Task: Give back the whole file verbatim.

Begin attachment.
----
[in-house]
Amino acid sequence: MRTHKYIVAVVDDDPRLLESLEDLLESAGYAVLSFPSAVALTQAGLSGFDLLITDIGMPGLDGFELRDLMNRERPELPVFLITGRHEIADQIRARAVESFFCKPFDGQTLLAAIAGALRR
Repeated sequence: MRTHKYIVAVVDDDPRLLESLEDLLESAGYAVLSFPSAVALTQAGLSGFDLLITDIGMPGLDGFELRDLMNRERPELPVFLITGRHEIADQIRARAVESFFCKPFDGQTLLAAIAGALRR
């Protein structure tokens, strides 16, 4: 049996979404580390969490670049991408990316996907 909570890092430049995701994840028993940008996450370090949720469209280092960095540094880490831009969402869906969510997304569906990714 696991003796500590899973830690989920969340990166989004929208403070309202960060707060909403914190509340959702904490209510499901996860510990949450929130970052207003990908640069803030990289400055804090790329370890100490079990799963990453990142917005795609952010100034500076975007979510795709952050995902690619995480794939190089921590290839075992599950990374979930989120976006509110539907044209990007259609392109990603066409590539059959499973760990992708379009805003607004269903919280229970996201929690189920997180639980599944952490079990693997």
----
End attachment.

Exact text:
[in-house]
Amino acid sequence: MRTHKYIVAVVDDDPRLLESLEDLLESAGYAVLSFPSAVALTQAGLSGFDLLITDIGMPGLDGFELRDLMNRERPELPVFLITGRHEIADQIRARAVESFFCKPFDGQTLLAAIAGALRR
Repeated sequence: MRTHKYIVAVVDDDPRLLESLEDLLESAGYAVLSFPSAVALTQAGLSGFDLLITDIGMPGLDGFELRDLMNRERPELPVFLITGRHEIADQIRARAVESFFCKPFDGQTLLAAIAGALRR
């Protein structure tokens, strides 16, 4: 049996979404580390969490670049991408990316996907 909570890092430049995701994840028993940008996450370090949720469209280092960095540094880490831009969402869906969510997304569906990714 696991003796500590899973830690989920969340990166989004929208403070309202960060707060909403914190509340959702904490209510499901996860510990949450929130970052207003990908640069803030990289400055804090790329370890100490079990799963990453990142917005795609952010100034500076975007979510795709952050995902690619995480794939190089921590290839075992599950990374979930989120976006509110539907044209990007259609392109990603066409590539059959499973760990992708379009805003607004269903919280229970996201929690189920997180639980599944952490079990693997």